Friday, July 8, 2011
What I Love About the South
And I will continue to rhapsodize.
Today was a better day. I woke up with my headache still intact, which had me frustrated and also a little miserable. I ate breakfast and went to the Vicksburg battlefield and did the driving tour. It was fairly standard (which I hate to say because every battle is incredible and different, but photo-wise, they don't seem particularly different) but had one special surprise. Which was the U.S.S. Cairo. (Now, you're probably pronouncing that in your head "kye-row" with a sound like "sky" in that first syllable. But make no mistake because in the South this word is pronounced "kay-ro." Surprised me, too.) The Cairo was sunk by a Confederate mine in the Mississippi and then dredged back up in the 60s.
So that was today. I should've taken pictures of the town of Vicksburg, because it was pretty cute, but I left my camera in my car.
I went to lunch after the battlefield and wasn't sure how that was going to go because my headache was still pretty bad. I get headaches frequently, and every so often, I get really awful headaches. When they last through a good night sleep, they're pretty awful (but I've had them last a week or more). I was nauseous and shaky, but hungry. I want to the Main Street Cafe, which was a tiny little place with a simple menu. I got sweet tea and it was delicious. At first it tasted a little minty, and I thought that would worsen the headache and nausea (fun fact: I'm allergic to mint and it makes me nauseous and gives me a headache, which is exactly what mint is supposed to help alleviate. This is one of the numerous reasons I ask people not to chew gum around me. Another being that I find it terribly annoying.) but it ended up helping my headache quite a bit. By the end of lunch it had gone away. Finally.
I went to pay my bill and started talking to the woman working there, where I'm from, where I'm going, the usual. She asked if I knew anyone in New Orleans and I said "Nope." And she goes "Okay!" And gets out a piece of paper. "My nephew lives in New Orleans, in the Garden District, really close to the zoo and he might be able to point you in the right direction to find housing. Tell him his aunt Sally gave you his number." And she wrote down his name, number, and her name.
I strolled around town and ended up in a bookstore. I browsed with no intention of purchasing anything. But then I came across a book that is never available hardly anywhere and I have been wanting it for a long time. I also figured it's never a bad thing to give my business to a small, independent bookstore. I started talking to the owner while she was ringing me up and we ended up talking about the bookstore business. About how even the chain bookstores are closing stores now.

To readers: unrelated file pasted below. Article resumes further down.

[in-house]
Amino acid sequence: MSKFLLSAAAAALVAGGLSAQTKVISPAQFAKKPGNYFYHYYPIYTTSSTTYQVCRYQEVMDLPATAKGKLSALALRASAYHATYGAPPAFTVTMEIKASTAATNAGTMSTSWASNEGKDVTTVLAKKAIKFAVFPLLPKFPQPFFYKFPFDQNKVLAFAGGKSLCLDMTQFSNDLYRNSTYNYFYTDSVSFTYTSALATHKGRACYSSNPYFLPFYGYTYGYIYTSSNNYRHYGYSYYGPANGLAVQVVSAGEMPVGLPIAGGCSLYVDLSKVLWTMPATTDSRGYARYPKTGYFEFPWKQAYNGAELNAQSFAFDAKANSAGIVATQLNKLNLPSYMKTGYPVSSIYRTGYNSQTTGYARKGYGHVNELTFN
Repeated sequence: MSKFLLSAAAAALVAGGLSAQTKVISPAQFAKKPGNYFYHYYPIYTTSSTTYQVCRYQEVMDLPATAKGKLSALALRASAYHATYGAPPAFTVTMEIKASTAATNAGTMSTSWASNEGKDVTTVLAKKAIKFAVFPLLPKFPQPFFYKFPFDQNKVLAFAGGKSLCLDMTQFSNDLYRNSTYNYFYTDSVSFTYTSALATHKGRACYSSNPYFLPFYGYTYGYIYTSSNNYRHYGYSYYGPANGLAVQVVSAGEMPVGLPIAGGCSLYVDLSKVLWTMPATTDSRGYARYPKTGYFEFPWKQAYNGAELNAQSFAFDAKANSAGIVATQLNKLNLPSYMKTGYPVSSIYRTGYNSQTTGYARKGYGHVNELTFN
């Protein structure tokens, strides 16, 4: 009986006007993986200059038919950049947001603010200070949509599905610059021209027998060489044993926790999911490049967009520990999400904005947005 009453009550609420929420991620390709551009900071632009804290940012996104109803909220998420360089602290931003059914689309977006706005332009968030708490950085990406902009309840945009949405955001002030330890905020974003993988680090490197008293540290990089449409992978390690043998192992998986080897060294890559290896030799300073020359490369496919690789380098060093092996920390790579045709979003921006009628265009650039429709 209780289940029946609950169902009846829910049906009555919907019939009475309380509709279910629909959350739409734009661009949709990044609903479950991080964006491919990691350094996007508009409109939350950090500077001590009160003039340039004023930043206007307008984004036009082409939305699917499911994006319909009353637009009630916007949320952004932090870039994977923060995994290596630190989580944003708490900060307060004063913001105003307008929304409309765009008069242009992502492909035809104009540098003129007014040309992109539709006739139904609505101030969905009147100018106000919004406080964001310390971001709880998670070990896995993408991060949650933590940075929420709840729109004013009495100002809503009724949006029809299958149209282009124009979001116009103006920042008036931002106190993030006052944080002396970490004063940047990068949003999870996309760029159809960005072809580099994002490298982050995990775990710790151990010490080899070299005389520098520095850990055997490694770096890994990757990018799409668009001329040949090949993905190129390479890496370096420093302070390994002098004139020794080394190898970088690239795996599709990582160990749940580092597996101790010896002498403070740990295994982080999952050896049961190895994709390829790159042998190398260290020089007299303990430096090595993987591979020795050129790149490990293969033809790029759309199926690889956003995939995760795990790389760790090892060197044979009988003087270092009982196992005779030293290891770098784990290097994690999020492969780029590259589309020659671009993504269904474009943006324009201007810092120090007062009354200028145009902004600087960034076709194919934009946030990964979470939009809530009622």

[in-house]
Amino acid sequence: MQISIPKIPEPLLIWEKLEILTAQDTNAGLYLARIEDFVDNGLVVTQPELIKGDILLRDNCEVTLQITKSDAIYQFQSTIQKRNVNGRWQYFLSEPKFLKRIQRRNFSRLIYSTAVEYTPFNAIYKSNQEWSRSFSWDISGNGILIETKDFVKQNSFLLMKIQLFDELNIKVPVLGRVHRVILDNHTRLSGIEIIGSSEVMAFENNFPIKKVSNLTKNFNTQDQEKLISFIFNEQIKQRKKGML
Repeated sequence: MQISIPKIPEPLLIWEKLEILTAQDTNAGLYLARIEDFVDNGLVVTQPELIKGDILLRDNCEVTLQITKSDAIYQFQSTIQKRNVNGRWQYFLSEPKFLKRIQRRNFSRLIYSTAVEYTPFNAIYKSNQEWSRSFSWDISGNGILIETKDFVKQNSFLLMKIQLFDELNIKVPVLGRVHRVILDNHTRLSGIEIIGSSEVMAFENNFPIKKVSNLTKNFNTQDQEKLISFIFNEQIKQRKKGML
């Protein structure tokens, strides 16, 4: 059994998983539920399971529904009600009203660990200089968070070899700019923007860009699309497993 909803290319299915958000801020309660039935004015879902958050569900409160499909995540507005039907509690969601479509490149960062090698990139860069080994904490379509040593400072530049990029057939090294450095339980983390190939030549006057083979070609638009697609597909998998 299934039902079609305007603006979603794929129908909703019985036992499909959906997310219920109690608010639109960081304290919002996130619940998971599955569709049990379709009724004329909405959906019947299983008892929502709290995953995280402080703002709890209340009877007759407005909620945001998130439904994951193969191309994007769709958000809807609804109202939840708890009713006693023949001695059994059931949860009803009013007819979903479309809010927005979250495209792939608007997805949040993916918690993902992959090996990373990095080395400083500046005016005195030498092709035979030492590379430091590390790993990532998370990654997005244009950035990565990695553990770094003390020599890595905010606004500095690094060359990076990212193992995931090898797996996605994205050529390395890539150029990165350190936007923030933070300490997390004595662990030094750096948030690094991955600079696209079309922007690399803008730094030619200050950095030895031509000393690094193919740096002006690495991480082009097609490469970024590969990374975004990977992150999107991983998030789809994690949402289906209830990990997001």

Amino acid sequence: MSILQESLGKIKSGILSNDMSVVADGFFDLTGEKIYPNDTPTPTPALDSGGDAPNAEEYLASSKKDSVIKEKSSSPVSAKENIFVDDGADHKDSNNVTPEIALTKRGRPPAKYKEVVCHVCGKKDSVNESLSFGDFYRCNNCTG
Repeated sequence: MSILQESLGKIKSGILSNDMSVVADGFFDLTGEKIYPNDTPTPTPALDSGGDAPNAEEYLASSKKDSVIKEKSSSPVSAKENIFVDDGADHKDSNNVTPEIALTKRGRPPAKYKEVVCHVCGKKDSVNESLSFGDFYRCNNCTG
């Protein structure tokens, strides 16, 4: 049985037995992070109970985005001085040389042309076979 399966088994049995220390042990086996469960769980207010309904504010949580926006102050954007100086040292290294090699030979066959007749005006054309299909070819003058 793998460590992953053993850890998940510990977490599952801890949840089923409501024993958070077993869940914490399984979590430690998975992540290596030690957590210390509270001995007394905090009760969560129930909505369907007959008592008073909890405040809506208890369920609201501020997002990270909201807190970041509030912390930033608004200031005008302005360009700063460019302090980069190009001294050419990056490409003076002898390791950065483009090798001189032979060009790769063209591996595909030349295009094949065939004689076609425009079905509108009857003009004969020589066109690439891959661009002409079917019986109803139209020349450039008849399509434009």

I have a Kindle, and I think it's a great idea and I think it's ridiculously functional and convenient. But it's not a book and it will never be able to accomplish that same feeling for me. And one of the reasons is because I know Amazon is putting a lot of bookstores out of business because of how cheap they make books. And because every ebook purchased is one less demand for a print book. But I want print books. I want to always be able to go into a bookstore and breathe in that smell. Flip through book after book. I don't compile my to-read lists online; I compile them in real bookstores. Because it's there that I encounter books I haven't seen before. I can wander without using keywords and just see what's out there. If I only ever buy and experience books online, I'm less likely to encounter new topics, because it's hard to tell a search engine "show me something completely different and exciting."
The Kindle commercials make fun of people who profess an enjoyment for the physical book. It irritates me. I adore the physical book. I like looking at them. I like being in a room full of them. I like having a piece of property that says "Look, I read this." I like that collection, that reminder of what I've read. Because reading, for me, is a part of me. There are very few books I've read that haven't left me with something useful. I remember that books I've read. I remember when I read them, what I was doing when I read them, where I read them, what else I was reading. My books are part of me. And walking into a bookstore lowers my blood pressure. I feel it when I walk in. That calm. That peace. I don't want to lose that feeling because technology takes over the written word.
Books used to be a craft. They were written by hand. They were created, assembled at a printer. They were highly sought and valued. Now they can be typed up and published in no time at all. Read and then digitally archived and it's like it never existed. It's a tragedy.
But! That wasn't meant to be that long. I just started going. The point was, we started talking about it and she referred me to this blog http://arepreading.tumblr.com/ which has a great article about the whole thing. And I encourage everyone to meander on over to your local, independent bookstore and buy some summer reading. Please. For me.
Now I'm in Natchez and it's a cute town, too. With more spectacular views of the river. Lovely. I'll explore tomorrow and then move across the river to Louisiana and be in New Orleans in 3 days or so.
Here are a few photos from Memphis.